Roughly 84,000 rap albums have been released in Houston since 1989. We're counting down the 25 best of all time every Thursday. Got a problem with the list? Shove it. Just kidding. Friendship. Email it to firstname.lastname@example.org.
South Park Psycho
We wrote about NIP at length a couple of week's ago. Read about him here if you missed the article.
South Park Psycho
was the debut work of South Park's monster rapper Ganksta NIP. It's 14 tracks of balled-up fury and visceral anger; not exactly uncommon for the time. But what made the album so unique is that NIP was able to put a completely fresh spin on the gangster rap sound before there was even a real gangster rap sound. That's also what it made the most frustrating, at least as far as list-making goes anyway.
It was among the more un-pin-down-able albums on the list. It was like, part of the time it felt like it should be a lot closer to the top ten - it is often recognized as the birth of the bloody horrorcore rap subgenre, so its cultural significance is undeniable - while other times it felt like it might be just a little too hard to listen to to make it on the list at all (there's lots of talk of eating dead animals and whatnot). Alas, 21 is where it fell, and we're entirely okay with that.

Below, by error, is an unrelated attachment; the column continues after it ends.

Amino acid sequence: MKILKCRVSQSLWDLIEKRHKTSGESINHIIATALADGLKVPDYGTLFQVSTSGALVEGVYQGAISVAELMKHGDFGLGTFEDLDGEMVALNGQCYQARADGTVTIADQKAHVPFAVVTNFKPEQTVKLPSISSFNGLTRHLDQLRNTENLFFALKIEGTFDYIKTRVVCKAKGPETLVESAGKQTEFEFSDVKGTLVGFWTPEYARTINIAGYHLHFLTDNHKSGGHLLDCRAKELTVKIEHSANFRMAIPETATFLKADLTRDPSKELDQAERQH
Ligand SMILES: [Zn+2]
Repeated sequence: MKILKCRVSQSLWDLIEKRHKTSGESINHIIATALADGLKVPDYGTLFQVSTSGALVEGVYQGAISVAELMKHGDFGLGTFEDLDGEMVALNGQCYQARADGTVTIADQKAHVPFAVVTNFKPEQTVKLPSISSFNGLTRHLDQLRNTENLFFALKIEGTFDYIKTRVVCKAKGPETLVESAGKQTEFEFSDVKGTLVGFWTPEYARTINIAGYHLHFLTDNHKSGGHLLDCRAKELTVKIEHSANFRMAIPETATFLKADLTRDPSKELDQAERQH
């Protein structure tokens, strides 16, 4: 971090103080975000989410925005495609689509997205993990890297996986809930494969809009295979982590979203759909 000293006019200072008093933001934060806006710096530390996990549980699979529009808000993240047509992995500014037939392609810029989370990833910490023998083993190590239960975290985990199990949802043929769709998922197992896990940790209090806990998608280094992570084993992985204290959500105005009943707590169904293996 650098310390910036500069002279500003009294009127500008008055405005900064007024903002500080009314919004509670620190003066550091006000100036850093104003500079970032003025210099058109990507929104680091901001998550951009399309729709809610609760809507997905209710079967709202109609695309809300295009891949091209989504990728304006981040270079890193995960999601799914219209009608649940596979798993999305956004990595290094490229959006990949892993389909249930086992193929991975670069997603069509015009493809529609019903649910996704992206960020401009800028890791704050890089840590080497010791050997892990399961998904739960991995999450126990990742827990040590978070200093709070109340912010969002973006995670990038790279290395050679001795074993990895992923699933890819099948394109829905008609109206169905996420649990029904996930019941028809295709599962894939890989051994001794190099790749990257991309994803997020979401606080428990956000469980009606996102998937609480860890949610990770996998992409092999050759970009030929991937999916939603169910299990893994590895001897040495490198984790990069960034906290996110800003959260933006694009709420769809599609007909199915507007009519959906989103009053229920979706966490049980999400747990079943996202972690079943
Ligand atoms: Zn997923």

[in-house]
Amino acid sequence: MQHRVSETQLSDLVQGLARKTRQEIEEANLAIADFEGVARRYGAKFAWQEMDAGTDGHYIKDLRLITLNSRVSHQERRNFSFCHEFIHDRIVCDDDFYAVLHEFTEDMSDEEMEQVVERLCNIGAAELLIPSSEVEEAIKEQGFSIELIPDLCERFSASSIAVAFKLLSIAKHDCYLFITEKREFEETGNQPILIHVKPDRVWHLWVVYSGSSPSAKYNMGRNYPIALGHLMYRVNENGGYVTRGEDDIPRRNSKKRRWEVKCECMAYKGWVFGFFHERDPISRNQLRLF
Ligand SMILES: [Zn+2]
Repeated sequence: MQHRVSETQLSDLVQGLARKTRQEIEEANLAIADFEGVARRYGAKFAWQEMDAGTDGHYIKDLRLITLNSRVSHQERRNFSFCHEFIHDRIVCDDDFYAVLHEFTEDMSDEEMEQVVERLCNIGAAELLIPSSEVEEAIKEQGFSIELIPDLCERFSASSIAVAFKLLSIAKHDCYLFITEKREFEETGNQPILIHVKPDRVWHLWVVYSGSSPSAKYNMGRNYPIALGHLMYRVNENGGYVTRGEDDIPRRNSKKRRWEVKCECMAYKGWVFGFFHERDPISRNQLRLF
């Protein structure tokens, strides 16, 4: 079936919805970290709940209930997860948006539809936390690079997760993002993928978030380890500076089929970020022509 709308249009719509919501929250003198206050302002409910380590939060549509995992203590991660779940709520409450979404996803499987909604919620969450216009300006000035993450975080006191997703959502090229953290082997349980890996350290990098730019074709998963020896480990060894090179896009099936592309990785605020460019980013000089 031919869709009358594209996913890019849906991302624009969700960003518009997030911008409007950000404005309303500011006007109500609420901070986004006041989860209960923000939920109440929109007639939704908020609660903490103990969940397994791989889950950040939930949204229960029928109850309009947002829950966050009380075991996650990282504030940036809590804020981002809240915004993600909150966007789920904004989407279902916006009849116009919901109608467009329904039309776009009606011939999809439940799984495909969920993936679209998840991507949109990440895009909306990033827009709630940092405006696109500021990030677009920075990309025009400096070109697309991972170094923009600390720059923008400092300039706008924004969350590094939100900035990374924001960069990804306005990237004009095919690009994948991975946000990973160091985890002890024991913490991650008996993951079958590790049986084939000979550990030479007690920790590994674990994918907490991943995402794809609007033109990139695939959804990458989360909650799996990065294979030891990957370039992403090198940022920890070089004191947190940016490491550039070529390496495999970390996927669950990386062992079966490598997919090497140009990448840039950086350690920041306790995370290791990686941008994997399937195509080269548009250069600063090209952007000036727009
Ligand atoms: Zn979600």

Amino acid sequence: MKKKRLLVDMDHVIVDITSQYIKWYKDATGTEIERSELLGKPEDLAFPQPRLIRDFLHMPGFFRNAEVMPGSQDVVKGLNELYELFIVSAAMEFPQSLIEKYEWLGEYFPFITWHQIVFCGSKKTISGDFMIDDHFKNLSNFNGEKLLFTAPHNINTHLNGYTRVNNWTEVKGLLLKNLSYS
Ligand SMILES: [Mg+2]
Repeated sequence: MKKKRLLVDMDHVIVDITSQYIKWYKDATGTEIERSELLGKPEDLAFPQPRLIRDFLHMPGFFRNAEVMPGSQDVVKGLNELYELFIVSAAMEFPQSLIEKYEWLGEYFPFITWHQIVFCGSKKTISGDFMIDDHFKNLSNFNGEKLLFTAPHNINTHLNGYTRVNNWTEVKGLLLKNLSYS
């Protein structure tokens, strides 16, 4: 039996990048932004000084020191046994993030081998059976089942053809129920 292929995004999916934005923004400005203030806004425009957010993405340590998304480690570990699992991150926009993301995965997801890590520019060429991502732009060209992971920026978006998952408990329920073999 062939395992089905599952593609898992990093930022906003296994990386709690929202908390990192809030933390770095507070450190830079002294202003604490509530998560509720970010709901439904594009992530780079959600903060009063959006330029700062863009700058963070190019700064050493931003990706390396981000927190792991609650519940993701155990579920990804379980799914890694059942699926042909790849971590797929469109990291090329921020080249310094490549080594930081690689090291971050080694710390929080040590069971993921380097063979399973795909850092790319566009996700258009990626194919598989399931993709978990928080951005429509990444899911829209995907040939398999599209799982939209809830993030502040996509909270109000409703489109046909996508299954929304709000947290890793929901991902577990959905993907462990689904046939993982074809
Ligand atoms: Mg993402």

As for the album, somehow, without the guidance of a serious label (Rap-A-Lot was still a decade or two away from establishing itself as a regional empire), the Southparkian corralled that same energy that made Public Enemy so electric, except he replaced the themes of social activism with themes of social terror.
In 1991, Geto Boys released the seminal We Can't Be Stopped
, unquestionably one of the most important rap albums ever made. It contained a then-unforeseen amount of observation and interpretation regarding the "urban desolation" of the impoverished in Southern America. SPP was like the reactionary follow-up from inside the mind of a man who knew who exactly what they were talking about but was never able to put it into words, save to say he was going to eat your legs and burn your children alive. It is unbridled chaos.
When we interviewed him, NIP made mention of not caring about being a lyricist, he simply wanted to "fuck you up" aurally, and probably physically too - numerous tales of NIP's psychosis dot Houston's rap history, like the time he pulled a gun on photographer Peter Beste, which mostly seem to make his stabyouintheheartiness that much more credible. This is the album where he fucked you up the most.